Construction began in May 2016. Work crews and operators at the controls of a variety of Cat equipment including excavators, dozers, rollers and graders, began digging into the soil to make room for the platform footings, foundations and walls.
It is a structure packed with technology and unique construction that required a bit of a learning curve, said Rick Steinberger, McGough construction superintendent.
Concrete work included the construction of a two story, 68.1 ft. diameter drum to house the future planetarium. Completing the drum was scheduled to go several weeks longer then the foundation and wall work because of its complexity.
It also was critical to the steel schedule. With walls 9 in. thick, it is a load bearing structure for the roof beams.
“We started the concrete drum right away because we knew it was going to be a little bit different. We had a new form system to maintain a true radius so there were challenges that took us a little additional time on the front end,” explained Steinberger.
The concrete crews set the forms and poured the concrete for the drum half the circumference at a time. Over a period of approximately 10 weeks and four concrete lifts on each half spanning 113 ft. of the circumference, crews completed the drum.
“We took half the circle each time and kept jumping it. Once we figured out a good system, it took roughly two weeks of forming and concrete pours,” to complete each of the eight segments that make up the drum, Steinberger said.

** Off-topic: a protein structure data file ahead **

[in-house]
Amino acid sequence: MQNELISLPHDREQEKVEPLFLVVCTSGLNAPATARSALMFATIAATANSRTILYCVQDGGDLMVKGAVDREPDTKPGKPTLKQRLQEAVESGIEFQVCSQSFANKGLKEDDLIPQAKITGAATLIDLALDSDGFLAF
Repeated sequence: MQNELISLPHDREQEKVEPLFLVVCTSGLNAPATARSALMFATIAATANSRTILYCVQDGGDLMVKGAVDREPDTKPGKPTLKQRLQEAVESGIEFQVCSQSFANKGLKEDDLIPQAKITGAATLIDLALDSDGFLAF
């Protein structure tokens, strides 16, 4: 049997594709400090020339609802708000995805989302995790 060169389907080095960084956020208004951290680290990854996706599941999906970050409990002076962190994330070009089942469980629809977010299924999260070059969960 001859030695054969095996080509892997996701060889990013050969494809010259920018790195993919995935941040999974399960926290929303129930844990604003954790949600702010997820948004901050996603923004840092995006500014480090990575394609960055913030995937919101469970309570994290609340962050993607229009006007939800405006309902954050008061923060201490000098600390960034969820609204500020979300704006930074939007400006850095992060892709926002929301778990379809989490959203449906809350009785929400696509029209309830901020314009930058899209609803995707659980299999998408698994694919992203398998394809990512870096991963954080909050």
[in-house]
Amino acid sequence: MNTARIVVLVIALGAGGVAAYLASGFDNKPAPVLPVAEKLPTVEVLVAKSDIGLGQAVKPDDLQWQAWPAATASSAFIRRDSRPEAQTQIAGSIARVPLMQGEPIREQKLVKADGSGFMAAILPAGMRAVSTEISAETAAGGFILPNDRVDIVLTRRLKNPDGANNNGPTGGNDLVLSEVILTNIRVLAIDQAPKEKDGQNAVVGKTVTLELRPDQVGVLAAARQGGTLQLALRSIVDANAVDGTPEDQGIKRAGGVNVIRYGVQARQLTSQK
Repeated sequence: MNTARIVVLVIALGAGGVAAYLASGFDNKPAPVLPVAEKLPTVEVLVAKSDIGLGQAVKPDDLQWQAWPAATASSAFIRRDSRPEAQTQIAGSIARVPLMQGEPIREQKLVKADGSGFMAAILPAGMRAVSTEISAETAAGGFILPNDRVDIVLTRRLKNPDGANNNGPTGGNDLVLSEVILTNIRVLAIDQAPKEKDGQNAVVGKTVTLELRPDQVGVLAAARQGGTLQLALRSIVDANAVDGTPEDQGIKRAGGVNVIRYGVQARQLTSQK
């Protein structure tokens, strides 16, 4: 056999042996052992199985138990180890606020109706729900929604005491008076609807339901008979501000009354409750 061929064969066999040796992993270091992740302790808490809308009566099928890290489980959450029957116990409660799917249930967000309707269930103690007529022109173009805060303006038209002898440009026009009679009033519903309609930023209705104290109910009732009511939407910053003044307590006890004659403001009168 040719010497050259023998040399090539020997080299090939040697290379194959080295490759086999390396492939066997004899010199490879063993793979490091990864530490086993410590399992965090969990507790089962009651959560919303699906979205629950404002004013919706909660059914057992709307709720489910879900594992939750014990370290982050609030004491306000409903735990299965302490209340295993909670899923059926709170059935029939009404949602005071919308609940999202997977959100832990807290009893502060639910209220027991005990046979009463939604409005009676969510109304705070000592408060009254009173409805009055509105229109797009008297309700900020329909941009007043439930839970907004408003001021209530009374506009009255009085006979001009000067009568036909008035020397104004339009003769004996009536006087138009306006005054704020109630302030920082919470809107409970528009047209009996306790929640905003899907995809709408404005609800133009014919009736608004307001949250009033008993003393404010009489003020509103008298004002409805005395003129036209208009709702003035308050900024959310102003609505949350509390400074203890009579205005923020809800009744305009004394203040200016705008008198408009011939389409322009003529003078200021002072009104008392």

The installation of the planetarium dome depended on precise planning and construction execution. Tight coordination with the steel supplier, Lejuene Steel based in Minneapolis, was critical because it is suspended from above and not anchored to the drum to eliminate vibrations.
It is an assembled, perforated 52 ft. diameter dome placed at a 15 degree tilt and made up sections that fit through a 3 by 7 ft. door. It is suspended from 22 points above the ceiling and braced laterally at 16 points.
These points all had to be identified before any channel irons to carry the dome were hung, said Steinberger.
Before installing the dome, crews built a platform inside the drum with a layout of the planetarium dome on that platform. They “lazered the anchor points up to finalize them and we set them fairly close to where they all needed to be to support the dome,” Steinberger said.
Everything inside the dome is acoustically treated. There are acoustical slips on the metal studs for the double layer dry wall, the whole ceiling structure is hung with spring isolators, all the mechanical is hung on spring isolators and 6 in. of acoustical insulation on the ceiling.
During the foundation and wall pours early on in construction, crews battled heavy rains. Up to 7 in. of rain fell at one time through this stretch of monsoon weather that led to wash outs around the footings and foundations and lost days from the wet weather.